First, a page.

CEC chief executive Tony Rodio paid tribute to the operator’s performance in Q1, given the fact that it had to contend with what he described as “extraordinary challenges” due to the coronavirus.

“While we posted our best operating performance since 2008 in the first two months of the quarter, circumstances changed dramatically in March as we temporarily shut-down all of our casino properties, consistent with directives from various governmental and tribal bodies,” Rodio said.

“Our first quarter performance reflects the significant revenue declines we experienced as a result of the closures and stable year over year labour costs in March as we continued to provide pay and benefits to our team members for the first two weeks of the closure period.

“We are taking steps to prepare for reopening, when appropriate, with the health and safety of our employees and guests in mind.”

Caesars has set out plans for a phased opening of its locations in Nevada, New Jersey and Iowa, but only when permitted by applicable government or tribal bodies.

To facilitate this, Caesars has developed a health and safety program to bolster its existing standards. This includes enhanced cleaning and sanitisation of public spaces and guest rooms, with all staff to be trained on the new procedures and policies.

Caesars will also facilitate social distancing practices at all of its properties, while non-gaming offerings such as entertainment, restaurants and bars will likely be reopened on a phased basis with limited capacity.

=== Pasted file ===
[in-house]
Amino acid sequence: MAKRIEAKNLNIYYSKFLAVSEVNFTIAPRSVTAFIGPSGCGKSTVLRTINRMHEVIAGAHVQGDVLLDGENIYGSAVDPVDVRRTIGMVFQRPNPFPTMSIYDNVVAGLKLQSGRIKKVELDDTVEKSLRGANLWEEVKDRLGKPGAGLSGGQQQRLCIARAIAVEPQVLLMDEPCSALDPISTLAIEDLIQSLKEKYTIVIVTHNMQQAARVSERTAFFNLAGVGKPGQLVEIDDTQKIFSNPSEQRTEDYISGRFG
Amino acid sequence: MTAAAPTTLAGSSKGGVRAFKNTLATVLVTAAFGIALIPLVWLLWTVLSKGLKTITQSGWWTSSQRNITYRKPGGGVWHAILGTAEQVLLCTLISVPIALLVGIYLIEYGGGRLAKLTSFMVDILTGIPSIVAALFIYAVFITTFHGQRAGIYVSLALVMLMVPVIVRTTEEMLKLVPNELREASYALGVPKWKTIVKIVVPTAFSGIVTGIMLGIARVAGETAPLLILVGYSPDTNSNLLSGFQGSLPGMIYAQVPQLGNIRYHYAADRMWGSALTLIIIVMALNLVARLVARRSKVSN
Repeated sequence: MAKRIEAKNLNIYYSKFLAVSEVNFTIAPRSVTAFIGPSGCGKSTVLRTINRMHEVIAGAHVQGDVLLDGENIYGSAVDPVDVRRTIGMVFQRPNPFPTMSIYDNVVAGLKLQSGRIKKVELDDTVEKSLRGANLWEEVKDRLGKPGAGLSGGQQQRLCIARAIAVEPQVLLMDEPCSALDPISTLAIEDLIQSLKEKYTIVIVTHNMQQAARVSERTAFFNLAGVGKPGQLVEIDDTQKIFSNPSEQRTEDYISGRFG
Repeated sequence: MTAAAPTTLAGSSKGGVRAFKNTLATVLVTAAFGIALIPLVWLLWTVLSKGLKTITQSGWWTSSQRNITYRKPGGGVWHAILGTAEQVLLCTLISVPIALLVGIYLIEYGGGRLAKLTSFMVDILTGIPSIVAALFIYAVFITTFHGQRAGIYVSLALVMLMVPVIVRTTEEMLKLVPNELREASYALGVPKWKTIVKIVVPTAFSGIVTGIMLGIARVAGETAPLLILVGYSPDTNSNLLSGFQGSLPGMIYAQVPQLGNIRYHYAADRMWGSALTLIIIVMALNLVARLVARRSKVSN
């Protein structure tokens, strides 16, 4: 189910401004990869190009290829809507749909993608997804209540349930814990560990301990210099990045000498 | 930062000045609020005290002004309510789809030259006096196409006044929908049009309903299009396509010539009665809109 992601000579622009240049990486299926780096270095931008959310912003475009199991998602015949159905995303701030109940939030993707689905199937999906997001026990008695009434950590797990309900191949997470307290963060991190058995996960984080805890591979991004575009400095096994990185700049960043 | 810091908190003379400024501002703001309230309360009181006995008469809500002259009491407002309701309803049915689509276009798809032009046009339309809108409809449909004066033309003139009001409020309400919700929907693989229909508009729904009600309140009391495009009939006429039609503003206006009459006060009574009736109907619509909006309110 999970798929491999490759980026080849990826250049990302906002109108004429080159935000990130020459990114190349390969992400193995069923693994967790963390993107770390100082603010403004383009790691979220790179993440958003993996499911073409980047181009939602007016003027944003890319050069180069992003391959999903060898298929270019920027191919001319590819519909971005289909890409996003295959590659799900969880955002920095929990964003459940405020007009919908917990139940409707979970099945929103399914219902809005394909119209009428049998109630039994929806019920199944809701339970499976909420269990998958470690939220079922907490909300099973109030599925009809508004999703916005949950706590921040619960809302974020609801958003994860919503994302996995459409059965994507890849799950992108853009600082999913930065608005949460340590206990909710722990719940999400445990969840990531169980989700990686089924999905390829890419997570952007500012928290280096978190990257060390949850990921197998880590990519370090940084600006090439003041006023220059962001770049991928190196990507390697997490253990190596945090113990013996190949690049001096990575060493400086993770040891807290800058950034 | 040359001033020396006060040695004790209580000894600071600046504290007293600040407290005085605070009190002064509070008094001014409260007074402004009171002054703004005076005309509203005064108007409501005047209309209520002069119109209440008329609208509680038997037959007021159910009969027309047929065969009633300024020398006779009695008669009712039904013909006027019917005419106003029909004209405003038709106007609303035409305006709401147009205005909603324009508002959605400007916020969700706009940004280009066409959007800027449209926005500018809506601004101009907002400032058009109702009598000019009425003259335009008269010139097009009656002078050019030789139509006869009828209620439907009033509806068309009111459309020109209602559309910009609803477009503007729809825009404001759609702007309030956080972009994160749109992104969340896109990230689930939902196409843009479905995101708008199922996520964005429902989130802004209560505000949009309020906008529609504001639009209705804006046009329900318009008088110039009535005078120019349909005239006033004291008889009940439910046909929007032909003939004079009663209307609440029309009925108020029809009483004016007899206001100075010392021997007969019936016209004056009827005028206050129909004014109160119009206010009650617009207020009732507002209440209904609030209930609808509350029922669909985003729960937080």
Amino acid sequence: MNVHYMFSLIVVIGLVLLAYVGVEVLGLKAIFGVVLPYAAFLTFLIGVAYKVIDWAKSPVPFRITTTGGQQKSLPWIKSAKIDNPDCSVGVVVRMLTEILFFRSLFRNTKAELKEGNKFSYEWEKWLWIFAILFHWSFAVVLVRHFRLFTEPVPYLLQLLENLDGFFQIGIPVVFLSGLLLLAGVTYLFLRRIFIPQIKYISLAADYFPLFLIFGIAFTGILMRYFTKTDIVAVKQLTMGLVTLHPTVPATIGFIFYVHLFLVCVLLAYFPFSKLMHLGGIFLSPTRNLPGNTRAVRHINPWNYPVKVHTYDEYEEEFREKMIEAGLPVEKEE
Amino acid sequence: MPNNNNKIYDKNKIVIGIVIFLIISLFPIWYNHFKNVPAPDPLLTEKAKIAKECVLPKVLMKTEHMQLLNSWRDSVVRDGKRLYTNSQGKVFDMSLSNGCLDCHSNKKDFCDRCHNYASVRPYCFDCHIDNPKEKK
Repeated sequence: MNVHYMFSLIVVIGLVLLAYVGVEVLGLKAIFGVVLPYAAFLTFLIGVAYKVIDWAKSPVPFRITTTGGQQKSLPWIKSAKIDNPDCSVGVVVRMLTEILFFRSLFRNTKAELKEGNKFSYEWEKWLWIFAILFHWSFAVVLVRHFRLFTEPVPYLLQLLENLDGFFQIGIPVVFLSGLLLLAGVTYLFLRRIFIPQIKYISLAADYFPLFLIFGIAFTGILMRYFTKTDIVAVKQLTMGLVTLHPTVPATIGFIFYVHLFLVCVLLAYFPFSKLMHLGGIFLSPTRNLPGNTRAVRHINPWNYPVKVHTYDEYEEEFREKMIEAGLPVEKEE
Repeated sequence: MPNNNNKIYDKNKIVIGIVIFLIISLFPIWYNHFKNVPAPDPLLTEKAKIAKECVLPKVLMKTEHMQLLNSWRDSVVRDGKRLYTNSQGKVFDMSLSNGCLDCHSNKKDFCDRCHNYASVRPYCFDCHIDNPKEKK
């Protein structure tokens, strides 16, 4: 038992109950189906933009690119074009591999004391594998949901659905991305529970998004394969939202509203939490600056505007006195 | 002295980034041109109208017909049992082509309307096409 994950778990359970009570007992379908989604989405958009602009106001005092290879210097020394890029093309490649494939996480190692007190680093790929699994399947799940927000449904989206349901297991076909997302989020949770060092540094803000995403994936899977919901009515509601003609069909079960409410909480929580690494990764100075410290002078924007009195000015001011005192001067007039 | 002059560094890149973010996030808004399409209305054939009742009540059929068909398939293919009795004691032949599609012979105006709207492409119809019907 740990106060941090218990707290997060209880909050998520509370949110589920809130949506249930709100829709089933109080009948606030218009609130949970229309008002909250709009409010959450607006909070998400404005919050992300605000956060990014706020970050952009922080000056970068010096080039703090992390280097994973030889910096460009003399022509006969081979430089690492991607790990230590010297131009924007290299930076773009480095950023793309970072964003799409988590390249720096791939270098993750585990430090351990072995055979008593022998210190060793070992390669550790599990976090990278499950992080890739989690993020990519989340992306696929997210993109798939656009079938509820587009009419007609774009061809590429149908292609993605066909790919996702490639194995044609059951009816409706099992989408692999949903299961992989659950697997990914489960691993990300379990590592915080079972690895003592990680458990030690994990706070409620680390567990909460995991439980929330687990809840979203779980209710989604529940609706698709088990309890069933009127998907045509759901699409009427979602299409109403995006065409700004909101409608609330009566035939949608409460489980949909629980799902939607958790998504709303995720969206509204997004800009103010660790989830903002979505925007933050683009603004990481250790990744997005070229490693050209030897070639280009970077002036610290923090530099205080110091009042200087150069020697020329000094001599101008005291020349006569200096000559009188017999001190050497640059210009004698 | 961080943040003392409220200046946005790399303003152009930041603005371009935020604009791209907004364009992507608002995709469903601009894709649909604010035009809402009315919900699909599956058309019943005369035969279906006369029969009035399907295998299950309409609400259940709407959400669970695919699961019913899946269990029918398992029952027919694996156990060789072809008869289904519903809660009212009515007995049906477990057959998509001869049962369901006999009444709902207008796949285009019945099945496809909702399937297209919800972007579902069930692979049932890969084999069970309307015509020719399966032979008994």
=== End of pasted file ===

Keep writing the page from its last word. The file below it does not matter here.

All employees will be provided with a mask that they will be required to wear at work, while some staff will wear additional personal protection equipment, based on their role. Guests will also be encouraged to wear masks, with Caesars to provide these to visitors.

Caesars will also implement a health screening program for all employees as part of the process of reopening properties and bringing team members back to our properties.

In addition, through to the end of 2020, Caesars will provide its employees with a further 10 days of paid Covid-19 sick days if they or someone in their household have been diagnosed with coronavirus.

“We are implementing new protocols focused on the wellbeing of our team members, guests and communities to create environments with high standards of sanitisation and physical distancing practices,” Rodio said.

“We are working closely with public health authorities, gaming regulators and infectious disease specialists to design our plan.”

Other major recent developments at Caesars after the end of the first quarter included Caesars Entertainment UK in April agreeing to pay a record settlement worth £13m. This was agreed after the GB Gambling Commission ruled it had breached a number of social responsibility, money laundering and customer interaction regulations related to VIP customers.

Caesars also agreed to sell its Bally’s Atlantic City in New Jersey to Twin River Worldwide. The deal, struck with Twin River Vici Properties – a real estate investment trust (REIT) spun off from the operator in 2017 – is worth $25m and covers certain assets and the property on which they are operated.

Twin River will also acquire the license to build a sportsbook and launch online betting and gaming from the property. That deal is expected to be finalised late in 2020, or early 2021.